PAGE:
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NYCC Interview: Dan Hennah and Tish Monaghan Talk ‘Percy Jackson and the Olympians’

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Percy Jackson and the Olympians fans at New York Comic Con earlier this month got a sneak peek at the upcoming Disney+ series during a packed panel, and the reaction was enthusiastic. It’s clear that the series, based on Rick Riordan’s hit books, is everything fans have been hoping for and more. So much of the worldbuilding for Percy Jackson and the Olympians happens thanks to production designer Dan Hennah and costume designer Tish Monaghan. That’s why we were thrilled to chat with them in a roundtable interview after the NYCC panel to learn more about their creative process and bringing their art to screen.

During our roundtable interviews, we and other press spoke with Dan Hennah and Tish Monaghan about some of their historical inspirations for the show’s look. We also chatted about their collaboration and how they worked together. Monaghan and Hennah shared the most and least expensive items they sourced for the show. We also discussed Helena’s costume, the Asphodelians, the Underworld, and much more.

The interview with Tish Monaghan & Dan Hennah about Percy Jackson season 1

[Editor’s note: This interview has been lightly edited for clarity. There are mild spoilers for Percy Jackson and the Olympians ahead. ]

Interviewer: “So I am very curious how, because there are so many versions of Greek mytho- Oh my god, I can’t figure out how to word this. But it’s like there’s a bunch of movies about Greek mythology and everything. How do you make the world of Percy Jackson stand out from those?”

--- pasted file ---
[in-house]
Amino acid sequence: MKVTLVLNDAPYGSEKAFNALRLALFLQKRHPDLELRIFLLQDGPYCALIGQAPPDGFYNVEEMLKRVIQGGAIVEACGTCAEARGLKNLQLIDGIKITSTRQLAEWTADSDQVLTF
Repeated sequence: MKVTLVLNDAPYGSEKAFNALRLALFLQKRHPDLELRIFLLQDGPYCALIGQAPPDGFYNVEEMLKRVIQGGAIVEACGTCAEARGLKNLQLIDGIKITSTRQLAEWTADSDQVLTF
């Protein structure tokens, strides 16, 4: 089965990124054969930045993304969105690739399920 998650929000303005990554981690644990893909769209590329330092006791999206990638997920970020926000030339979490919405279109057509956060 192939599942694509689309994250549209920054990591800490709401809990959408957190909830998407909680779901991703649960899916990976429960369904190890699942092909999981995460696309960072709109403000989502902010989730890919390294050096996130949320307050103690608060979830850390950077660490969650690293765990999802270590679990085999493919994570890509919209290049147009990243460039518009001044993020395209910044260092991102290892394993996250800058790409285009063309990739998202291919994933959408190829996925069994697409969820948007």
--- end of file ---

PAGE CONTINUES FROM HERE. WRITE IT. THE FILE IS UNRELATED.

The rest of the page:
Tish Monaghan: “I didn’t look at any movies about Greek mythology. I looked at pieces from antiquity. I would say the main Grecian elements that I included in the costumes for Percy would’ve been the armor. And so fortunately there are various collections around the world and they’re all depicted online and I found the best imagery I could find and based my choices on that. It’s always good to go to an original source rather than somebody else’s interpretation. I mean, of course you do look at the picture of Brad Pitt in Troy, of course.”

Interviewer: “Purely for research basis.”

Tish Monaghan: “You have to go back to the script and you also have to work within the confines of your budget and what you’re able to produce within a specific timeline. So that was my quest, is produce something that was suitable for the kids, they’re teenagers and be adjustable because I didn’t know what sizes they were going to be. And so we had to make pieces that were going to fit somebody that was like 4’11” up to potentially six feet and still look good. So it was actually a great, I’m naturally mathematical and it was a great mathematical challenge trying to figure out the solutions for elongation of the body and expanding width and have it still look okay.”

On working together to create a visual language of the show

Ayla Ruby: “Can you talk about working together as PD and costume designer to create the visual language and just that part of the series? Because I imagine there’s a lot of…”

Dan Hennah: “A lot of collaboration, it’s across the board. And I mean pretty much my process involves a lot of concept art, and we try to incorporate the characters into the concept art. But at the same time, we don’t want to take liberties in terms of what Tish is doing. So there’s a dance going on the whole time working it out. And then we get to the point where Tish has got something she wants, an orange T-shirt, and we are making sure that we go inside Ares cabin. We can still see we don’t lose them against an orange. So that stuff, it’s all pretty basic stuff.”

Tish Monaghan: “But constant back and back and forth.”

Dan Hennah: “Yeah, it’s all very much part of the deal.”

On the most expensive and the least expensive thing they used for the show

Interviewer: “I was curious, both of you, I would love to hear, what was the most expensive thing you had to get for the show and what was the cheapest thing?”

Ayla Ruby: “If you can share it.”

Tish Monaghan: “Cheapest thing was the T-shirt. The purchase of the T-shirt, the labor that went into it though it was hours and hours and hours. The most expensive would’ve been the character of Helena, which you see in episode two, she’s a dryad and that took probably a thousand hours to produce the costume. And she’s a walking tree. But we-”